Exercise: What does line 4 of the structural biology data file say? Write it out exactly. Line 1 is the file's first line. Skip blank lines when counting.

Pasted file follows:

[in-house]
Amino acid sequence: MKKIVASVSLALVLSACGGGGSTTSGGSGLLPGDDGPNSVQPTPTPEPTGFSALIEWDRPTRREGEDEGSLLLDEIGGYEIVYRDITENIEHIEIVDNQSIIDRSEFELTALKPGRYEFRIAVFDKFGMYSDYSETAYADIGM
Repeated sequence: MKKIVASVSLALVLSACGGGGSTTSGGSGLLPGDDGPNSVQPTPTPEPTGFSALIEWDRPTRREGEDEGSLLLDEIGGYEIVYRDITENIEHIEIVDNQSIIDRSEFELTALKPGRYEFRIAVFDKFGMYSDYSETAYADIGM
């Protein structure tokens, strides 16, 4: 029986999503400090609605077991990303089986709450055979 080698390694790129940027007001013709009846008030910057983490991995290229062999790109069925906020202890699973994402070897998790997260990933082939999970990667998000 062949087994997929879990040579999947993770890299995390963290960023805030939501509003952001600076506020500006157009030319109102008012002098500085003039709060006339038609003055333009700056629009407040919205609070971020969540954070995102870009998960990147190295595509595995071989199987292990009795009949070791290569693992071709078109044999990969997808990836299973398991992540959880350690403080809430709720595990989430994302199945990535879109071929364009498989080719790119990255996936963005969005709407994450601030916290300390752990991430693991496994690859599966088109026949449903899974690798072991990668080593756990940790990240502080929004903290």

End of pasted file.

């Protein structure tokens, strides 16, 4: 029986999503400090609605077991990303089986709450055979 080698390694790129940027007001013709009846008030910057983490991995290229062999790109069925906020202890699973994402070897998790997260990933082939999970990667998000 062949087994997929879990040579999947993770890299995390963290960023805030939501509003952001600076506020500006157009030319109102008012002098500085003039709060006339038609003055333009700056629009407040919205609070971020969540954070995102870009998960990147190295595509595995071989199987292990009795009949070791290569693992071709078109044999990969997808990836299973398991992540959880350690403080809430709720595990989430994302199945990535879109071929364009498989080719790119990255996936963005969005709407994450601030916290300390752990991430693991496994690859599966088109026949449903899974690798072991990668080593756990940790990240502080929004903290």